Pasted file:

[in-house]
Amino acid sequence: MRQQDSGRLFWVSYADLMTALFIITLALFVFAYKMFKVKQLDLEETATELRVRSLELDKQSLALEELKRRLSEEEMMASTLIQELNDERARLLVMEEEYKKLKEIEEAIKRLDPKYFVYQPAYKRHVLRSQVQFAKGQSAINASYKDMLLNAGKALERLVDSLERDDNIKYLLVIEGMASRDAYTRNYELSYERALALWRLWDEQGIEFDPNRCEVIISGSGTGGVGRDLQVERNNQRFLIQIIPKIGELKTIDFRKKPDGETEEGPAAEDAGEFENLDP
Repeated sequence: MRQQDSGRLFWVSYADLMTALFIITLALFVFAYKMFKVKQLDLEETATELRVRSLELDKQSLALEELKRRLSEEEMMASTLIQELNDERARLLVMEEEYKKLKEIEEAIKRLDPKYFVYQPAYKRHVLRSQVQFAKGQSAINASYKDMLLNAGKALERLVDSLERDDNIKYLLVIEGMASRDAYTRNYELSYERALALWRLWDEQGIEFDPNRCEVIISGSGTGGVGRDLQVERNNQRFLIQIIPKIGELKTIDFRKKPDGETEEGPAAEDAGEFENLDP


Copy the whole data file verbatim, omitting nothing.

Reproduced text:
[in-house]
Amino acid sequence: MRQQDSGRLFWVSYADLMTALFIITLALFVFAYKMFKVKQLDLEETATELRVRSLELDKQSLALEELKRRLSEEEMMASTLIQELNDERARLLVMEEEYKKLKEIEEAIKRLDPKYFVYQPAYKRHVLRSQVQFAKGQSAINASYKDMLLNAGKALERLVDSLERDDNIKYLLVIEGMASRDAYTRNYELSYERALALWRLWDEQGIEFDPNRCEVIISGSGTGGVGRDLQVERNNQRFLIQIIPKIGELKTIDFRKKPDGETEEGPAAEDAGEFENLDP
Repeated sequence: MRQQDSGRLFWVSYADLMTALFIITLALFVFAYKMFKVKQLDLEETATELRVRSLELDKQSLALEELKRRLSEEEMMASTLIQELNDERARLLVMEEEYKKLKEIEEAIKRLDPKYFVYQPAYKRHVLRSQVQFAKGQSAINASYKDMLLNAGKALERLVDSLERDDNIKYLLVIEGMASRDAYTRNYELSYERALALWRLWDEQGIEFDPNRCEVIISGSGTGGVGRDLQVERNNQRFLIQIIPKIGELKTIDFRKKPDGETEEGPAAEDAGEFENLDP